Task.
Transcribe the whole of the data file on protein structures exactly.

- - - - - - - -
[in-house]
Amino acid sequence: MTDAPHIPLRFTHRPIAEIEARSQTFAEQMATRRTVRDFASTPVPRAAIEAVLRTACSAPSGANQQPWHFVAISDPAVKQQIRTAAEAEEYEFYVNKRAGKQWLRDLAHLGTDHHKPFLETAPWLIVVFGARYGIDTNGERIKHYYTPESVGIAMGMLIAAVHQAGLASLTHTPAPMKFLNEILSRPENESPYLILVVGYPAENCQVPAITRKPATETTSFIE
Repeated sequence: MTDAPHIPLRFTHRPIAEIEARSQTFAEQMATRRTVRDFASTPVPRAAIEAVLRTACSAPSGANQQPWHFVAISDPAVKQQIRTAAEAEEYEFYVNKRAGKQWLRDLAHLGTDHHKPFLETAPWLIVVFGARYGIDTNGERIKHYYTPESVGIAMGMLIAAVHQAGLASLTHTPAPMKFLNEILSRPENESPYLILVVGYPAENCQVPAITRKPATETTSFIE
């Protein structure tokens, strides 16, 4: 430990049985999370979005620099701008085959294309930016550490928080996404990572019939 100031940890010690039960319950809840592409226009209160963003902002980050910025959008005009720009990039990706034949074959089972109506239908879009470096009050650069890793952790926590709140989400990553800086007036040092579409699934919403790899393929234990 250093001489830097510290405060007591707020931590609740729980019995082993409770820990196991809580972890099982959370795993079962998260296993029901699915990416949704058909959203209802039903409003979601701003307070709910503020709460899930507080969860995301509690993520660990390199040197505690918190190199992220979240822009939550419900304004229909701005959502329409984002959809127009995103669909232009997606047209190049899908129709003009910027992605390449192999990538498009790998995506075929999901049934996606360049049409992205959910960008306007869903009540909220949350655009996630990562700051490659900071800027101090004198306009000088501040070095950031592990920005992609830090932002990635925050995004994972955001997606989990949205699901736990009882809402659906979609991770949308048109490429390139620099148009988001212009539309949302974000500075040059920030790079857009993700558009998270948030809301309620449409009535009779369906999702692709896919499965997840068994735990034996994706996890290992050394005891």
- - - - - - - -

[in-house]
Amino acid sequence: MTDAPHIPLRFTHRPIAEIEARSQTFAEQMATRRTVRDFASTPVPRAAIEAVLRTACSAPSGANQQPWHFVAISDPAVKQQIRTAAEAEEYEFYVNKRAGKQWLRDLAHLGTDHHKPFLETAPWLIVVFGARYGIDTNGERIKHYYTPESVGIAMGMLIAAVHQAGLASLTHTPAPMKFLNEILSRPENESPYLILVVGYPAENCQVPAITRKPATETTSFIE
Repeated sequence: MTDAPHIPLRFTHRPIAEIEARSQTFAEQMATRRTVRDFASTPVPRAAIEAVLRTACSAPSGANQQPWHFVAISDPAVKQQIRTAAEAEEYEFYVNKRAGKQWLRDLAHLGTDHHKPFLETAPWLIVVFGARYGIDTNGERIKHYYTPESVGIAMGMLIAAVHQAGLASLTHTPAPMKFLNEILSRPENESPYLILVVGYPAENCQVPAITRKPATETTSFIE
């Protein structure tokens, strides 16, 4: 430990049985999370979005620099701008085959294309930016550490928080996404990572019939 100031940890010690039960319950809840592409226009209160963003902002980050910025959008005009720009990039990706034949074959089972109506239908879009470096009050650069890793952790926590709140989400990553800086007036040092579409699934919403790899393929234990 250093001489830097510290405060007591707020931590609740729980019995082993409770820990196991809580972890099982959370795993079962998260296993029901699915990416949704058909959203209802039903409003979601701003307070709910503020709460899930507080969860995301509690993520660990390199040197505690918190190199992220979240822009939550419900304004229909701005959502329409984002959809127009995103669909232009997606047209190049899908129709003009910027992605390449192999990538498009790998995506075929999901049934996606360049049409992205959910960008306007869903009540909220949350655009996630990562700051490659900071800027101090004198306009000088501040070095950031592990920005992609830090932002990635925050995004994972955001997606989990949205699901736990009882809402659906979609991770949308048109490429390139620099148009988001212009539309949302974000500075040059920030790079857009993700558009998270948030809301309620449409009535009779369906999702692709896919499965997840068994735990034996994706996890290992050394005891």